Many theories of self-evaluation emphasize the power of social comparison. Simply put, an individual is thought to gain esteem whenever she or he outperforms others and to lose esteem when he or she is outperformed. The current research explored interdependent self-construal as a moderator of these effects. Two studies used a priming task to manipulate the level of self-construal and investigate effects of social comparison in dyadic (Study 1) and group situations (Study 2). Both studies demonstrated that when the target for comparison is construed as part of the self, his or her successes become cause for celebration rather than costs to esteem. Additionally, gender differences in chronic relational and collective self-construals moderated the patterns of social comparison in a form similar to that of priming relational and collective self-construals.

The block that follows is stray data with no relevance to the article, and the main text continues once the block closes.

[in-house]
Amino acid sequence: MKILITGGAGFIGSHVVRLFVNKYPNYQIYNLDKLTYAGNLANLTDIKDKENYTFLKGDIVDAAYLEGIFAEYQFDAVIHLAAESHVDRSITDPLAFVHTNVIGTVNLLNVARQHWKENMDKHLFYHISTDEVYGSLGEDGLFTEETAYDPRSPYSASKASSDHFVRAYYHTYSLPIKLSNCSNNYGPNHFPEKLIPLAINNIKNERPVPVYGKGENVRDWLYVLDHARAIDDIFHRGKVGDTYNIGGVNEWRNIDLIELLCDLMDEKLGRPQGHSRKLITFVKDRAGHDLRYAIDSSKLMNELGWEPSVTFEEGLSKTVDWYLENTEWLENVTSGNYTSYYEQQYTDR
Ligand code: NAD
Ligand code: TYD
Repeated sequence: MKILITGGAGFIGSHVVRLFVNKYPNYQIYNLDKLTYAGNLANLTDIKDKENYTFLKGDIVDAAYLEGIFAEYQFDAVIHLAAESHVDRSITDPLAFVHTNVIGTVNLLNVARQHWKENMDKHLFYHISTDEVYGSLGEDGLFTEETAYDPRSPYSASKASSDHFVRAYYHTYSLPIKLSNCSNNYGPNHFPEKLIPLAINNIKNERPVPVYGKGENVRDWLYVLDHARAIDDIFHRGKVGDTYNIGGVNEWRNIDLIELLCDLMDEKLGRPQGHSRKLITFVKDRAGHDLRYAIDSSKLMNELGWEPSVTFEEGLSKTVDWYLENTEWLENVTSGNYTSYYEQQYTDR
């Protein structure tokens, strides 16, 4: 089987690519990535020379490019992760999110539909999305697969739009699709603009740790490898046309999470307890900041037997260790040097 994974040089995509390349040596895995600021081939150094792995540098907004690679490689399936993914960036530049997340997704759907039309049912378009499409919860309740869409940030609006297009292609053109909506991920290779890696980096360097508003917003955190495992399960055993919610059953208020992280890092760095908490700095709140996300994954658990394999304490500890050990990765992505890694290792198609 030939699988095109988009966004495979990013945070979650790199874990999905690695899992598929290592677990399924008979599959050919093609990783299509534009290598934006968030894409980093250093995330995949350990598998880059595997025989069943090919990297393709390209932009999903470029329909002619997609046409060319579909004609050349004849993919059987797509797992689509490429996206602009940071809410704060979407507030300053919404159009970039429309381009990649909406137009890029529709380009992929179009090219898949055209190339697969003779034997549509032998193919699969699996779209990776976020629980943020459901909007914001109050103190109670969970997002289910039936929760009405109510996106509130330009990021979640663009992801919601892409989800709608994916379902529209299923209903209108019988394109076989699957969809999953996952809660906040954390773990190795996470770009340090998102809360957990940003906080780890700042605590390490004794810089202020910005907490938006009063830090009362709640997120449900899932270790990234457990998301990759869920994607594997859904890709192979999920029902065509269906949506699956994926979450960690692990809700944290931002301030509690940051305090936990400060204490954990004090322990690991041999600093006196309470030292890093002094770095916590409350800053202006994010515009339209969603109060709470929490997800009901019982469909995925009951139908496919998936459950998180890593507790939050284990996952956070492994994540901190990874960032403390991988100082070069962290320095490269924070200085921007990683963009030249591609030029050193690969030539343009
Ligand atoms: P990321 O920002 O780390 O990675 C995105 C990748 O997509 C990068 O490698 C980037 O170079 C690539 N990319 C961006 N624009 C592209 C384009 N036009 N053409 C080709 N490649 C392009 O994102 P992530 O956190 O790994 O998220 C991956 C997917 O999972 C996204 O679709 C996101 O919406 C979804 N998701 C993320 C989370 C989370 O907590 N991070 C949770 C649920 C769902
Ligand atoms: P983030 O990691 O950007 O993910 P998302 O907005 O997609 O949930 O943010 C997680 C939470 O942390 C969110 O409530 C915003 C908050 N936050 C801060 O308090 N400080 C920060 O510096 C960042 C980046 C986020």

ASJC Scopus subject areas
- Social Psychology
- Sociology and Political Science